ATHABASCA — When Robyn Paches was nominated as one of EDify magazine’s Top 40 under 40 in November it introduced the world to the young, energetic Athabasca man both making his own mark on the world while trying to heal the marks left by those once revered by making space for Indigenous voices to be heard.
It’s not just anyone who gets to stand with then-City of Edmonton mayor Don Iveson as he announced expanded accessible and affordable student transportation; or helping to oversee an $18-million budget for the University of Alberta Students' Union; or being featured in an Edmonton Youth Council write-up all before turning 27, but Paches had done that and more and credits growing up in Athabasca for all of it.
Paches volunteered for almost five years on the Colinton Fire Department alongside his father Murray and worked at the now closed Sears store for Orest Wintonyk building those relationships.
“I definitely attribute a lot of where I'm going and what I've done to that,” he said in a Nov. 30 interview while on business in North Saanich, B.C. “I wouldn't trade that upbringing for the world. I love the community; I like the relationships that I built and what I learned there.”
He’s being interviewed in his car stopped on a side street because of his work with Studentcare, a company providing health and dental programs for post-secondary students. He was looking for a place to do the interview and some work before flying home which is where the idea for his start-up company Workspace Coworking comes from, plugging into the latest trend.
With so many people working from home or, like Paches, on the road, it can be hard to find a place once or twice a week or month, to get out of the house and work or those times between the hotel checkout and airport check-in. The app he’s working on with friends will allow users to pay a flat monthly fee and rent a table in a restaurant or café without feeling guilty.
“We repurpose underutilized restaurants and cafes into working space for remote professionals and then the restaurant gets to share in the revenue of those individuals and individuals get a flexible workspace,” he said. “Right now, as an example, I'm trying to find somewhere to work, but I'm just going to café hop and hope I can find a table, whereas if this service existed, I’d hop on my phone, look, ‘OK, that cafe has a table,’ book them and I go and work and I wouldn't waste time driving around North Saanich.”
And while all those things sound impressive – his upbringing, his student, and professional careers – it was in large part his volunteer role as president of Edmonton's Oliver Community League which garnered him a spot on the Edmonton lifestyle magazine’s Top 40 list.
“Frank Oliver was so blatantly racist and hateful towards other human beings that, to me, it just wouldn't make sense that in creating a welcoming community we would honour him,” he said.
Community leagues are unique to Edmonton, other cities have various forms of them, but their primary function is to build, advocate for the community and support marginalized groups, Paches explained.
"Some communities in Edmonton, for example, in the suburbs may be less populated so may have 500 to 1,000 members in it ... A lot of the suburban leagues will also run the local soccer programs and other sports-related programming,” he said. “Our league does things a little differently because Oliver actually has a population of just under 20,000 people.”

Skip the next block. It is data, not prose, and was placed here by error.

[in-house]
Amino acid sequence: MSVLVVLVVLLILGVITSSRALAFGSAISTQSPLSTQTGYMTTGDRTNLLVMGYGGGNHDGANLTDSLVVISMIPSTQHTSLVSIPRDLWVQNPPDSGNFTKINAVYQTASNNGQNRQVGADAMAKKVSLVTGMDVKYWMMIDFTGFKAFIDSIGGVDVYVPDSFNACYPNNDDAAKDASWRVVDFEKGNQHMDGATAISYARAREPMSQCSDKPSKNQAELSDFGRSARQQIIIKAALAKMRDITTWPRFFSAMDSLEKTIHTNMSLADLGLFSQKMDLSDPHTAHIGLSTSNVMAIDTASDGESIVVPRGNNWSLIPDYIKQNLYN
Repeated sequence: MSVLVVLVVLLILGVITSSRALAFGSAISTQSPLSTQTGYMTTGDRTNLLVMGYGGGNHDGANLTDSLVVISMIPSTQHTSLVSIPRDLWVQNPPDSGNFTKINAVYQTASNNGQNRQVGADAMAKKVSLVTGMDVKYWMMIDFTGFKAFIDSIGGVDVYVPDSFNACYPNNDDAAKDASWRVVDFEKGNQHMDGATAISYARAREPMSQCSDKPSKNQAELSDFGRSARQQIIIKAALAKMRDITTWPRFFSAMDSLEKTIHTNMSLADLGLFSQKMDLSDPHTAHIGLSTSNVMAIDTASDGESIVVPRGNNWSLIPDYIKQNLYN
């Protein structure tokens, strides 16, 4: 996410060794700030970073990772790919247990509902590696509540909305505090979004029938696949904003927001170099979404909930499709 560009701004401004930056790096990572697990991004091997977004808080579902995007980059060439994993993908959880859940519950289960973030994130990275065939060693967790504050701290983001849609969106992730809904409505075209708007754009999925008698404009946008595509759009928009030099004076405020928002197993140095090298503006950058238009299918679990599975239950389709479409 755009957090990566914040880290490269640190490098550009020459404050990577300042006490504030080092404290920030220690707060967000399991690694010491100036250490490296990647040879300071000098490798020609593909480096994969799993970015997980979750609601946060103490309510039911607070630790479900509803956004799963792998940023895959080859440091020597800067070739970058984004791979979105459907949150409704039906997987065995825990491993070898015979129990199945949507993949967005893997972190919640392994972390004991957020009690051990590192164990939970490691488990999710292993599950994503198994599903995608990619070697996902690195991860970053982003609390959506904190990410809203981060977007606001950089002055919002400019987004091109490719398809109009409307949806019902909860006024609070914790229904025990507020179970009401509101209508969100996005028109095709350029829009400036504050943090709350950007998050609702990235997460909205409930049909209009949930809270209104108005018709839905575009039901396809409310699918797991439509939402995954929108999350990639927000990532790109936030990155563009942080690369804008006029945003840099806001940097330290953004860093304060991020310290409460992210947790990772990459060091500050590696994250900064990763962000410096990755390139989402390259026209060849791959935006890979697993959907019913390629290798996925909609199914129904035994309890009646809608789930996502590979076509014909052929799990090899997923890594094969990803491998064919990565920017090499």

And even before Canada turned 150 in 2017 the league was considering changing its moniker knowing it was named after a man who was blatantly racist and worked hard as a Member of Parliament to disenfranchise many races, especially Indigenous peoples.
“Frank Oliver was the first MP for the area (and) founded the Edmonton Bulletin and he did a lot of work in the national park system,” said Paches. “However, he was instrumental in displacing most of the Indigenous peoples from the Edmonton surrounding area and he did so through dishonest agreements ... and then he often would benefit from getting the land after those agreements weren’t honoured.”
While an MP, Oliver was Minister of the Interior and worked on immigration policy where he was responsible for shifting Canada from being open to a narrow focus to create “the ideal British white” as he was quoted.
“My primary role as president isn't necessarily to make that decision (on a new name), it's to make sure we're doing the correct process and asking the right questions, so people who need to be involved are involved,” said Paches. “There are still Indigenous people whose families and nations who were disenfranchised by his actions. To this day, they're still hurt by it because of the fact their nation isn't even recognized because of his actions and I want to prioritize listening to those who were hurt.”
Paches himself is aware his ancestral make-up would have both been pleasing and loathsome to Oliver.
“(I’m) Irish, Scottish and Hungarian,” he said. “He would have hated me because I’m Hungarian.”
He estimates it will take a up to a year before the name will be changed; it’s not an uncommon process, but there must be a lot of consultation with the community, and for the City of Edmonton, which recently renamed its electoral wards with Indigenous words, it’s another step in the quest for truth and reconciliation.
“We haven't had any organized opposition, but we have some people say, ‘Oh, it's just a name, why are you spending so much time on it?’ and to them I say, ‘Exactly, it's just a name. So, your life will not change if it changes to a different name however, these folks were hurt, they continue to be hurt and it will impact theirs in a positive way if it changes,’” said Paches. “So respectfully, I'll listen to the folks who are being hurt before those where it doesn't impact.”